2. on imported oil, and driven more and more one ﬁeld, one family at a time—sustainable
acres into the hands of fewer and fewer farming is taking root.
“farmers,” crippling rural communities.
Off the farm, consumers and grassroots activ-
In recent decades, sustainable farmers and ists are working to create local markets and
researchers around the world have responded farm policies that support sustainable prac-
to the extractive industrial model with ecol- tices. They are working to raise consumers’
ogy-based approaches, variously called natu- awareness about how their food is grown and
ral, organic, low-input, alternative, regenera- processed—how plants, animals, the soil, and
tive, holistic, Biodynamic, biointensive, and the water are treated. And they are working
biological farming systems. All of them, rep- to forge stronger bonds between producers
resenting thousands of farms, have contrib- and consumers that will, in time, cement the
uted to our understanding of what sustain- foundations of locally and regionally self-
able systems are, and each of them shares sufﬁcient food systems. In contrast to mono-
a vision of “farming with nature,” an agro- cropped industrial megafarms that ship
ecology that promotes biodiversity, recycles
plant nutrients, protects soil from erosion, Jam processed on-farm is one example of a value-
conserves and protects water, uses mini- added product. Photo by Nathalie Dulex.
mum tillage, and integrates crop and live-
little—one stock enterprises on the farm.
But no matter how elegant the system or how
ﬁeld, one family at accomplished the farmer, no agriculture is
a time—sustain- sustainable if it’s not also proﬁtable, able to
able farming is provide a healthy family income and a good
quality of life. Sustainable practices lend
taking root. themselves to smaller, family-scale farms.
These farms, in turn, tend to ﬁnd their best
niches in local markets, within local food sys-
tems, often selling directly to consumers. As
alternatives to industrial agriculture evolve,
so must their markets and the farmers who
serve them. Creating and serving new mar-
kets remains one of the key challenges for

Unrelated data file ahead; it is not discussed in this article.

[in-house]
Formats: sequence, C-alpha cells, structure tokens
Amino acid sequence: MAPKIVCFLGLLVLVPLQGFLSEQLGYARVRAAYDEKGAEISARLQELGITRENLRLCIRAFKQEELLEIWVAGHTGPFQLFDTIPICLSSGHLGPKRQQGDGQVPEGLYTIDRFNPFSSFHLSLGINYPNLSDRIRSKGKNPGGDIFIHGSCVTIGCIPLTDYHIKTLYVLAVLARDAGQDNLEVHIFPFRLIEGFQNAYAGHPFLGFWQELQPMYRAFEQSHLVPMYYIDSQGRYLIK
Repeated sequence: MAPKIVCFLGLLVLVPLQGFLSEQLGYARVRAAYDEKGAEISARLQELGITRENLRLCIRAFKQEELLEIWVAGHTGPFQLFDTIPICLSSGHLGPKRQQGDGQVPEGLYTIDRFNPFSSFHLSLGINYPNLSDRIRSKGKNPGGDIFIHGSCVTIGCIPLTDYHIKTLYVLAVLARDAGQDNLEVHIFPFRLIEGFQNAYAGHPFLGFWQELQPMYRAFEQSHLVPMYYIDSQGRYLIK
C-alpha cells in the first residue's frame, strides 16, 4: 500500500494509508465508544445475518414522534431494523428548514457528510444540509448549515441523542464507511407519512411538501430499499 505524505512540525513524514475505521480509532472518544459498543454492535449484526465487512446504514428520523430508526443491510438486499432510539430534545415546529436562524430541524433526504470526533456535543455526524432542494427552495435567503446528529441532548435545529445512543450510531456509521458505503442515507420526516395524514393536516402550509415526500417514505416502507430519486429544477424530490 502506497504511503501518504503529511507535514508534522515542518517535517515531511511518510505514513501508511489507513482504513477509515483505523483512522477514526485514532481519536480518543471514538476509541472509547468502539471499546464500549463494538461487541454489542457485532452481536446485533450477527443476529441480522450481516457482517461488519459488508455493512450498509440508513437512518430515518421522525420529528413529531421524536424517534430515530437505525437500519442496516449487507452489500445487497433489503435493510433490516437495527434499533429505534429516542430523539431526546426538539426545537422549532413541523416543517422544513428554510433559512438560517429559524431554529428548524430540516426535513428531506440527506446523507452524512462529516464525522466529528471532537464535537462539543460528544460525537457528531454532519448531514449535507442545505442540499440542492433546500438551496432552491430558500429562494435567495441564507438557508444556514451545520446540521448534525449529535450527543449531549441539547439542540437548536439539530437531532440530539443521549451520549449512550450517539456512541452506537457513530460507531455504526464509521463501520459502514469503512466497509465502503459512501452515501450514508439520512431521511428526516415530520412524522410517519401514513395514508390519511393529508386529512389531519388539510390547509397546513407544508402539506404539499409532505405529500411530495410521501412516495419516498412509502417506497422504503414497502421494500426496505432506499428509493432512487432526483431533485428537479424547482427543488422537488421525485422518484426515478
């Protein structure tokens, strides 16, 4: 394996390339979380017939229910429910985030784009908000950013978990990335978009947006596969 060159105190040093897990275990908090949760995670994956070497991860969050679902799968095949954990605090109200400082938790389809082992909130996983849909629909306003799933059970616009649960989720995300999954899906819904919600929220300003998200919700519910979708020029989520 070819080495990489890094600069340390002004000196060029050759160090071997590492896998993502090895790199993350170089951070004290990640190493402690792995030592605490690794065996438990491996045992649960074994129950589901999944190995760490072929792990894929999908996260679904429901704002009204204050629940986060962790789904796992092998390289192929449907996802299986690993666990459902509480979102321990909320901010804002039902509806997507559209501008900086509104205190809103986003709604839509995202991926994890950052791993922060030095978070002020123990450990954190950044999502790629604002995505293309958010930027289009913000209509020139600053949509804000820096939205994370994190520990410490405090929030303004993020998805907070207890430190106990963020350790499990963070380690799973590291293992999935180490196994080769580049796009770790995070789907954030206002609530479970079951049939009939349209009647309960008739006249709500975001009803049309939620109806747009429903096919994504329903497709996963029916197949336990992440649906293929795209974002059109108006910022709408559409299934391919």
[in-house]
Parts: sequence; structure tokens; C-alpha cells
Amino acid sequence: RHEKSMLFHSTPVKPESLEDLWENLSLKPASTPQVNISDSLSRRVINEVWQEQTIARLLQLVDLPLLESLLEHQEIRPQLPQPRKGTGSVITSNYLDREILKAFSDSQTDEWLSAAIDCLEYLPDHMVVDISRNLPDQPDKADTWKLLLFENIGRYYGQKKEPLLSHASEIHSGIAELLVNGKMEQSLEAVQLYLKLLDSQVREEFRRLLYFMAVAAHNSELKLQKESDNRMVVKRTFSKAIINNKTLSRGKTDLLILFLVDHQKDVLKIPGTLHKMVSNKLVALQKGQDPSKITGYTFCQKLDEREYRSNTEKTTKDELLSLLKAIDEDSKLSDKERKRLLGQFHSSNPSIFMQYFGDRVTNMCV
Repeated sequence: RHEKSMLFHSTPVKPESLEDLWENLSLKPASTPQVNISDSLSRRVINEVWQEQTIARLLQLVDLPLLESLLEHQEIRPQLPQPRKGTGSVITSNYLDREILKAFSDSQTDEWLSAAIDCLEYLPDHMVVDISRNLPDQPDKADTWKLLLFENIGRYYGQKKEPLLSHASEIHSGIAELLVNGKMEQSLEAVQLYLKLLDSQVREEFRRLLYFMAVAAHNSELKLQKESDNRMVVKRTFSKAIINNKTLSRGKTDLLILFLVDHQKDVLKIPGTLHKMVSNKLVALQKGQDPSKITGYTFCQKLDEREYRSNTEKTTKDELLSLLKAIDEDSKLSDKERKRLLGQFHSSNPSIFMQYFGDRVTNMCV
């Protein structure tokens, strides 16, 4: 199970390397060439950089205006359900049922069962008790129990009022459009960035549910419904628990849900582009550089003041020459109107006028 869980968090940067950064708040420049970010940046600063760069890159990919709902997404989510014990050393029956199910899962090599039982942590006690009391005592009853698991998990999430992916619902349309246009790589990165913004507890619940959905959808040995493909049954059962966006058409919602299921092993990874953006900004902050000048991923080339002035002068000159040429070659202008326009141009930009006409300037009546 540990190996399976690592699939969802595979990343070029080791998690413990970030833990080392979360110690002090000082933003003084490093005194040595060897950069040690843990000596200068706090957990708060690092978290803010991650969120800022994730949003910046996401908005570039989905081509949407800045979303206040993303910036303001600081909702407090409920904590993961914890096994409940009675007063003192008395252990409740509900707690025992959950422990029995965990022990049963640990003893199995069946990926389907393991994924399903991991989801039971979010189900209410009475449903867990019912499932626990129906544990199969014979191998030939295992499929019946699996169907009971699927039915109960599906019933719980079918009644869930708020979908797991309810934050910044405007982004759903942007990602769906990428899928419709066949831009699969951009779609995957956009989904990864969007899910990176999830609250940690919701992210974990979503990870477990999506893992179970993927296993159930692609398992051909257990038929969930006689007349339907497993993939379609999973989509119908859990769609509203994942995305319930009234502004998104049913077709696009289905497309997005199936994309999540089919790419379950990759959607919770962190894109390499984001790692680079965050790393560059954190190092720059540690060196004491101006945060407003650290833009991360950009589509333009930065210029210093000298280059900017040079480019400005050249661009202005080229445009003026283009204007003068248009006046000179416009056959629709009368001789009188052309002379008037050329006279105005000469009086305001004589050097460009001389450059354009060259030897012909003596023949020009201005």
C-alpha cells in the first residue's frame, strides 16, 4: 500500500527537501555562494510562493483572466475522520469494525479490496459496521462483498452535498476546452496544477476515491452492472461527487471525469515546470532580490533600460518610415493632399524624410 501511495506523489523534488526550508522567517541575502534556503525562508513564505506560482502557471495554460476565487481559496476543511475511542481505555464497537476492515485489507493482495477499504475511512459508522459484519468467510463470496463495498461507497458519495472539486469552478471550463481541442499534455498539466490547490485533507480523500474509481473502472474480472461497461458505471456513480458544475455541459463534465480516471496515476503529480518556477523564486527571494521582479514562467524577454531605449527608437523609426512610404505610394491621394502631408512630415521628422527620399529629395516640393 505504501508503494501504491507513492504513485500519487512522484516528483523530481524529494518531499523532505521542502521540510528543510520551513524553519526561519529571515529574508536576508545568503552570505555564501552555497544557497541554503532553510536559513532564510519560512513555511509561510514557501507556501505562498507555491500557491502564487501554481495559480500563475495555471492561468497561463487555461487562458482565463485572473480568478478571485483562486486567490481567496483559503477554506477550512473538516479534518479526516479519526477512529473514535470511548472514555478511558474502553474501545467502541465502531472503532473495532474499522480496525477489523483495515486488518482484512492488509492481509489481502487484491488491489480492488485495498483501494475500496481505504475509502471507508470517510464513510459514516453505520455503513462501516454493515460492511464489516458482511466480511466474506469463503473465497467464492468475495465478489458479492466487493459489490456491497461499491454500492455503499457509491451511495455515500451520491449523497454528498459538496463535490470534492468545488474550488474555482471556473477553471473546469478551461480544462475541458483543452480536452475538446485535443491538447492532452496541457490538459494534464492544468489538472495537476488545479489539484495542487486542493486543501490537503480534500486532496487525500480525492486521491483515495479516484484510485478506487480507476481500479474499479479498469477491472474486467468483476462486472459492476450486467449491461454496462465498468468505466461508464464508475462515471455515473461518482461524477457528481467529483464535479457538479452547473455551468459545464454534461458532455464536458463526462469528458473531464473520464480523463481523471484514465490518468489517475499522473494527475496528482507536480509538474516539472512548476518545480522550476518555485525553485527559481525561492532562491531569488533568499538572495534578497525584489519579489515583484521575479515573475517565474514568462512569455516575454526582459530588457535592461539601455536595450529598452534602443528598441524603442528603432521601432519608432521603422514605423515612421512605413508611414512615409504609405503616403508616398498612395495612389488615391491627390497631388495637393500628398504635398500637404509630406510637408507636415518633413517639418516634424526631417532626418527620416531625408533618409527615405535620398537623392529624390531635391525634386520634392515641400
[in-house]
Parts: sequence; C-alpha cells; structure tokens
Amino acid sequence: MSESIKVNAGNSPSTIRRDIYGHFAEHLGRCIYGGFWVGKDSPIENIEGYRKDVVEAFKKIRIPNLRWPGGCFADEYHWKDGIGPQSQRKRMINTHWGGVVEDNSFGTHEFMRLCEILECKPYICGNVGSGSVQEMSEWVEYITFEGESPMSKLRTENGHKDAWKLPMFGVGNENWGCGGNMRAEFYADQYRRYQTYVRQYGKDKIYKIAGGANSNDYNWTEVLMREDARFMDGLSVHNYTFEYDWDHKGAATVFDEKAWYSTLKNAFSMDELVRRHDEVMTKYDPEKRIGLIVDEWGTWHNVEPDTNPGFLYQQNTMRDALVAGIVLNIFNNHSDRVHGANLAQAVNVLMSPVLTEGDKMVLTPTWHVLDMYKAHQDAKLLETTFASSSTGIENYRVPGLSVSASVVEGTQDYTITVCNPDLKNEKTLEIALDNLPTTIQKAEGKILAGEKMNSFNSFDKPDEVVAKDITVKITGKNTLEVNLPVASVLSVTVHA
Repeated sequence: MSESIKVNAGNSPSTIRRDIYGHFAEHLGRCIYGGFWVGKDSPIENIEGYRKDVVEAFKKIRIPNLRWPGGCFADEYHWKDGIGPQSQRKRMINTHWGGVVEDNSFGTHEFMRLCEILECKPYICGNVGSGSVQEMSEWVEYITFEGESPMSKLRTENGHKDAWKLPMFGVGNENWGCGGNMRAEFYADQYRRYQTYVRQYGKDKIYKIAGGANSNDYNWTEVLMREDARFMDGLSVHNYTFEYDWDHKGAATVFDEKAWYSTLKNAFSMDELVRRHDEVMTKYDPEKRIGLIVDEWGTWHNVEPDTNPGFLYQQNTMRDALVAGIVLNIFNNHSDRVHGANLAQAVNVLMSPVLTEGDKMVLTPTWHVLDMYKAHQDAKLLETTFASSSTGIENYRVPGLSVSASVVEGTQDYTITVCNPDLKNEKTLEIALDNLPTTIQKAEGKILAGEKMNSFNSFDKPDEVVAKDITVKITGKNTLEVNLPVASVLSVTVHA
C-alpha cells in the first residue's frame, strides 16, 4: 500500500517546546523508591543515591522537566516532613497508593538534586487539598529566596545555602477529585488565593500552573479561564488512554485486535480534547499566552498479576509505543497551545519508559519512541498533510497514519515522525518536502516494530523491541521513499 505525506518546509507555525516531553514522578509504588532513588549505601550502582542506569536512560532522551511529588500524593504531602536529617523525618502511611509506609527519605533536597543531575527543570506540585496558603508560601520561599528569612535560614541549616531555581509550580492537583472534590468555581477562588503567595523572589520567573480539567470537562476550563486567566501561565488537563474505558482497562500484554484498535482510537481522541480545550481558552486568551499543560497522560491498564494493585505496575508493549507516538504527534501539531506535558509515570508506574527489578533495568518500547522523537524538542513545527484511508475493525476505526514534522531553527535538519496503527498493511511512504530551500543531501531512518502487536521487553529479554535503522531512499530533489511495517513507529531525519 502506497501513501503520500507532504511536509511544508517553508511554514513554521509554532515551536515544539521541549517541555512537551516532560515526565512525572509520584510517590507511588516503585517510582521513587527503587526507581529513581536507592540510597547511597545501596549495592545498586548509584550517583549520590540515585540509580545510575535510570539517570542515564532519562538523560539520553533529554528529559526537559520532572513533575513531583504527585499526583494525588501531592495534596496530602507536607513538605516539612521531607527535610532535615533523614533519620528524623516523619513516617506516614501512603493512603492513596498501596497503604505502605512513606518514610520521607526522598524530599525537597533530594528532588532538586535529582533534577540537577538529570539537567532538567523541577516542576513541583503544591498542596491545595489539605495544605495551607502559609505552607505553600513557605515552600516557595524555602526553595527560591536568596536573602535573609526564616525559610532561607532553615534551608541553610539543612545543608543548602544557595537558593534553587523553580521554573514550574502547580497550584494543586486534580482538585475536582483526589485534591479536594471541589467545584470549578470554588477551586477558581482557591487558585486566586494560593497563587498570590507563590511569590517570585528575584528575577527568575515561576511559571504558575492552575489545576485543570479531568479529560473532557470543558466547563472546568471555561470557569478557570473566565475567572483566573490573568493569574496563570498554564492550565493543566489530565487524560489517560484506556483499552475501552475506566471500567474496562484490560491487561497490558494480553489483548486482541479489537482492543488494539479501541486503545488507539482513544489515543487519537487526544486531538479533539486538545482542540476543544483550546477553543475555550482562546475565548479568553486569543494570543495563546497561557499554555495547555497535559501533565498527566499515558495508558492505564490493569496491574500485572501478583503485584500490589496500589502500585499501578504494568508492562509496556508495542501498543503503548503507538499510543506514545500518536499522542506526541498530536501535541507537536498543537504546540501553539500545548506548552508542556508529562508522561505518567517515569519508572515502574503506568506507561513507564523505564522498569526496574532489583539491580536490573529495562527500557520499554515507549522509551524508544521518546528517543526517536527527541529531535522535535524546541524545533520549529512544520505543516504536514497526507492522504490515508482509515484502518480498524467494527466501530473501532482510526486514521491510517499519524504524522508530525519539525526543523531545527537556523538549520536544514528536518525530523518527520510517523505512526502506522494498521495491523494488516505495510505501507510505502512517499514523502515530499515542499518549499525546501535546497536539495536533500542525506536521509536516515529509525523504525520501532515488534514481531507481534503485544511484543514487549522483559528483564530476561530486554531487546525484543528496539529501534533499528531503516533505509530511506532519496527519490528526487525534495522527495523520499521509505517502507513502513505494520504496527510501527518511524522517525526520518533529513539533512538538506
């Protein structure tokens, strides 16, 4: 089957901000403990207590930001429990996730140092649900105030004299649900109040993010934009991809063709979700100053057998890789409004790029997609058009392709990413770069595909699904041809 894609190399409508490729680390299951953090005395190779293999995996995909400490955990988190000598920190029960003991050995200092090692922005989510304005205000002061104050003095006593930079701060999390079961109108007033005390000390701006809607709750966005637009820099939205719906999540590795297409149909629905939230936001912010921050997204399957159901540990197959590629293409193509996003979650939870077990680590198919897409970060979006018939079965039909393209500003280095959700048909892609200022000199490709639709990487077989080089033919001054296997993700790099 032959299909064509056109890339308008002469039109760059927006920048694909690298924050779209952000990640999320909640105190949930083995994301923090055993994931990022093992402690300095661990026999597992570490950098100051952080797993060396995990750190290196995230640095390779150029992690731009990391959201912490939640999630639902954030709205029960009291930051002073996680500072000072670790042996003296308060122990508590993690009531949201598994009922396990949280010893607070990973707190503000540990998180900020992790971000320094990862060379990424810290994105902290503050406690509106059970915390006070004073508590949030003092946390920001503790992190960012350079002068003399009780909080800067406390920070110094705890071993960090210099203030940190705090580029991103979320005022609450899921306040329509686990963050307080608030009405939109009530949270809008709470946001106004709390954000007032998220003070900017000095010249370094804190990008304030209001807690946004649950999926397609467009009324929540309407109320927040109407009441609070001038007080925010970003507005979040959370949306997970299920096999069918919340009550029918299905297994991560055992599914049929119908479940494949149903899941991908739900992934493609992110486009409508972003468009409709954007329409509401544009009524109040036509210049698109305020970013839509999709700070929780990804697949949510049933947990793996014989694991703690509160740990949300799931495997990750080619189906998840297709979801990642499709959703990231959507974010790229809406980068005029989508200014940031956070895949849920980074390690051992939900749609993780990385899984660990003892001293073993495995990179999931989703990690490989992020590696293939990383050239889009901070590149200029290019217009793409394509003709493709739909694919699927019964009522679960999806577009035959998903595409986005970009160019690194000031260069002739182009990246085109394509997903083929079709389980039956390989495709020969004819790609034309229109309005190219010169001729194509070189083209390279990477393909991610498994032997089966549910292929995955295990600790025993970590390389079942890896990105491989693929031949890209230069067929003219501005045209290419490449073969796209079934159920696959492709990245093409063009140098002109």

How Do We Achieve
Farmers and other agricultural thinkers have throughout the world, the vision of sustain-
established a strong set of guiding principles able agriculture’s futurists is small to mid-
for sustainability, based on stewardship and size diversiﬁed farms supplying the majority
economic justice. Producers and researchers of their region’s food. (No one in Idaho has
are annually increasing the pace of improve- to give up orange juice, and there will still
ments in agro-ecology systems, making them be cranberries in California for Thanksgiv-
more efﬁcient and proﬁtable. More Coopera- ing.)
tive Extension ofﬁces and colleges of agricul- Listed below are some of the key consider-
ture are endorsing sustainable practices. And ations for making a farm more sustainable,
every year more farmers are seeing the wis- along with relevant ATTRA publications in
dom and rewards—both economic and per- those areas. Because each farm is differ-
sonal—in these systems. (Organic products ent, there’s no single formula for sustainable
are the fastest growing grocery segment in success, but these principles and publica-
the United States.) Little by little—one crop, tions are good places to begin learning what
Page 2 ATTRA Sustainable Agriculture: An Introduction
3. it will take. And for a more detailed look at
some of these same fundamentals, see the
ATTRA publication Applying the Principles
of Sustainable Agriculture.
Know Your Markets, Protect
Your Proﬁts, and Add Value
to Your Products
• Diversify enterprises.
• Market outside the commodity supply
chains and corporate vertical integra-
• Emphasize direct marketing and pre-
mium specialty markets.
• Consider forming a cooperative with other
• Add value through on-farm processing.
4 USDA-RBS Series on Cooperatives Fresh peaches at a
4 Holistic Management farmers market in Cali-
4 Keys to Success in Value-added
4 Evaluating a Rural Enterprise Agriculture fornia. Photo by Erik
4 Moving Beyond Conventional Cash Dungan.
4 Adding Value to Farm Products: An